We didn’t go to the Roman Catholic Cathedral where the relics of St Andrew are now housed. We were here to see the ancient places where they had once been… lost now to time, buried perhaps somewhere in the vast graveyard of the precinct by a devout monk determined to save them from those who would despoil them… or perhaps taken secretly to Rome for safe keeping.
A memorial cross of Celtic design was framed between the points of the tower as we walked up to the Abbey. We were pleased by this… the crosses had turned out to be a major part of what we were doing and had been so, if we thought about it, since a foray with the camera before Christmas. Back then, we didn’t really realise… now, we were beginning to. This trip had proved itself to be all about the stones and we were about to find stones enough to keep us occupied for quite some time…
“It’s a ruin.” The disappointment in my Companion’s voice was patent. We’re not all that much into ruins… unless there is something inherently special about them. Although, technically, many of the sites we love are ruins; the old stones of the circles thrown down or removed, the landscapes reshaped by the plough. But somehow where the land itself still makes its presence felt, it doesn’t matter.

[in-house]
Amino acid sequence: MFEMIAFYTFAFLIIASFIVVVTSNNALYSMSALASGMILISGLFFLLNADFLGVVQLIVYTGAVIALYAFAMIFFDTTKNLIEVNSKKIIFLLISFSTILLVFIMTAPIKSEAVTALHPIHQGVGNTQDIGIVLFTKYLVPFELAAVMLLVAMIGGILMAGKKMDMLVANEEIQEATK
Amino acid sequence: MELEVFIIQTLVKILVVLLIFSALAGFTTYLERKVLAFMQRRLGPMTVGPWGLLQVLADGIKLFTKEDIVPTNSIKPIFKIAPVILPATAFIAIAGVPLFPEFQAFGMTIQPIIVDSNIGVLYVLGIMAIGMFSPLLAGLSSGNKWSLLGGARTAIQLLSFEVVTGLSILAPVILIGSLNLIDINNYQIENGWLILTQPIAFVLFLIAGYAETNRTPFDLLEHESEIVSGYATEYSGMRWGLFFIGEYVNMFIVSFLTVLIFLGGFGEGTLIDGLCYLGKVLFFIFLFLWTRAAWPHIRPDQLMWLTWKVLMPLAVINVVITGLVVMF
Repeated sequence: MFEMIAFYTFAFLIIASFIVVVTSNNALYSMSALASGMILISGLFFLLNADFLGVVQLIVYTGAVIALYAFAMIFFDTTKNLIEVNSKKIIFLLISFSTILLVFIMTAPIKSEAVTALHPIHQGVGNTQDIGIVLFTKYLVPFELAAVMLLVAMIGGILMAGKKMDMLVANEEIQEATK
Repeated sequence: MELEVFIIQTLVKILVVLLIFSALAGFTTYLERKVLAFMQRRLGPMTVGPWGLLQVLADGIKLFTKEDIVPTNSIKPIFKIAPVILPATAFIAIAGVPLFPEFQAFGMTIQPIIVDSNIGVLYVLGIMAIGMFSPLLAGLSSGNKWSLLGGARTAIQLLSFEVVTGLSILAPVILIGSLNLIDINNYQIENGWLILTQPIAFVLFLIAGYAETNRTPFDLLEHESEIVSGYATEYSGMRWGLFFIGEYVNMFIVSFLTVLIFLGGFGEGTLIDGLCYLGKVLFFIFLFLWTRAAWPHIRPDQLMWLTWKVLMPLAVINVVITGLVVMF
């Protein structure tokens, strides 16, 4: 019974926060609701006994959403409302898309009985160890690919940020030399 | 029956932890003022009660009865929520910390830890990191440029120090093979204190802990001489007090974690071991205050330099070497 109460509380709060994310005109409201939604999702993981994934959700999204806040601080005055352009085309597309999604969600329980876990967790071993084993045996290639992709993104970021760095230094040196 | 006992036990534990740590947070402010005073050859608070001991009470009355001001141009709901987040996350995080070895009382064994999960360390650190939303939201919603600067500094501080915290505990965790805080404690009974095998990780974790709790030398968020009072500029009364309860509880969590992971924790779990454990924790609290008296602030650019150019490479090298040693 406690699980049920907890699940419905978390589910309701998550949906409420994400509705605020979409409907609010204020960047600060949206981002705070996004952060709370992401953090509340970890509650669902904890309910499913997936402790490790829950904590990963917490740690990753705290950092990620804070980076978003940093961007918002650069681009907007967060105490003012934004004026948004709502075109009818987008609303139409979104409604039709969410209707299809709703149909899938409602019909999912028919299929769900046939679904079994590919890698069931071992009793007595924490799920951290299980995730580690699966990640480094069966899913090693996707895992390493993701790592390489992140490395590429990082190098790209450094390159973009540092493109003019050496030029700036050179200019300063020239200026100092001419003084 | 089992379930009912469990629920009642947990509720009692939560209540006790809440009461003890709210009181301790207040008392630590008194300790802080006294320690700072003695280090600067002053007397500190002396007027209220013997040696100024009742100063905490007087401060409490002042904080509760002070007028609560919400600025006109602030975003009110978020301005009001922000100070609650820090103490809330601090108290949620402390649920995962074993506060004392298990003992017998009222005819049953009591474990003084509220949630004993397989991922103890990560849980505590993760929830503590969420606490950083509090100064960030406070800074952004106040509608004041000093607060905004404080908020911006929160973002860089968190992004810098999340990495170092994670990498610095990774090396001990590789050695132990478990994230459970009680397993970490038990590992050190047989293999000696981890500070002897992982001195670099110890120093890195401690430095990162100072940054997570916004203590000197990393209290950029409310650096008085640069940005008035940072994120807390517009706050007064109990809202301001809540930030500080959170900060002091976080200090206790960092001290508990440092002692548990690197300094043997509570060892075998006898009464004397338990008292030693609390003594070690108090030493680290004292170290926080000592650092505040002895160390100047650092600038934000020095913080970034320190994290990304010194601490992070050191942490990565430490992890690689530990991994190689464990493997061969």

The monumental skeletons of Abbey and Castle do not attract us as much as the continuous history we find in the little churches and the flower-decked circles that we find where the touch of the sacred is still warm in the stones. There is a sanctity in the earth itself that makes itself known to those who come with open heart and mind.
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